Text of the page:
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Let your body type be your fitness guide

Although there is no hard and fast rule, your build will make a difference to the kind of sports which suit you best. Choosing to concentrate on exercise regimes which work with your natural body type and shape will help you get best results with less risk of injury.

Slim and lightweight (Ectomorph)

People who have lightweight frames and carry less fat often find that they excel at distance sports which need endurance such as marathon running, triathlon and hill walking.

Repetitive loading doesn’t require intense bursts of power but it does require stamina.

Bearing in mind that running loads between 12-15 times your body weight, a lighter frame means that the overall punishment on the joints is reduced.

Ectomorphs need to ensure that they take in plenty of calories before exercising – slow release carbohydrates are best. This is because people with slim lightweight frames typically have a basal metabolic rate several times faster than the average person so they burn fuel more quickly than normal. They can find it difficult to put on weight or maintain muscle mass. Special care has to be taken that they get the right amount of nutrition to allow them to maintain muscle.

Ectomorphs often have smaller joints which are not supported by bulky muscles so they can suffer joint injuries. Contact sports can result in more joint injuries so rugby scrums may not be ideal. Gradual incremental training can help to build up muscle around joints and consistency is key.

Heavier and carry more fat (Endomorph)

People with naturally more powerful physiques who store fat easily will do better at sports needing power and body weight such as weight lifting, discus, wrestling, hammer throwing and contact sports like rugby. They tend to find it easy to build muscle mass and fat stores which may be needed for a more explosive one-off event.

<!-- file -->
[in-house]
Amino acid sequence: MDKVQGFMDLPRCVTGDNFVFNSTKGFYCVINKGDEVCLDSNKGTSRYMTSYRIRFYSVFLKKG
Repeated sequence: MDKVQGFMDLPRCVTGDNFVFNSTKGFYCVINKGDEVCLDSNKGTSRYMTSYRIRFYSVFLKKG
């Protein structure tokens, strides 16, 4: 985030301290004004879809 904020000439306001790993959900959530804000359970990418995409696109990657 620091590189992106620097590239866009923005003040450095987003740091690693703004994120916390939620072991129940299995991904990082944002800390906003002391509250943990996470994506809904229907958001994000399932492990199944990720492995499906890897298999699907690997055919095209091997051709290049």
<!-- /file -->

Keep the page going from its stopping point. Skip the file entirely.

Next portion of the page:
Loading is easier for short periods of time needing higher energy, but because of their greater bulk and weight, endomorphs may tire over long distances. Joints muscles tendons and ligaments can handle the heavier loading as they are more robust but too much loading on joints for long periods will also cause wear and tear problems, like osteoarthritis, later in life.

Muscle can turn to fat if fitness levels drop as an endomorph gets older, making them more prone to health problems such as heart disease and type 2 diabetes.

More muscular with low body fat (Mesomorph)

These ‘ideal athletes’ will do well in sports needing power and strength such as 100m run, sprint cycling, boxing, weightlifting

Their natural power, along with minimal body fat, allows them to excel in any sport if they have the commitment and discipline to train and make the most of their natural gifts. Mesomorphs respond well to cardio and resistance training and have a versatile and adaptable body type which can handle loading as well as being able to go the distance in endurance events.

Sammy Margo
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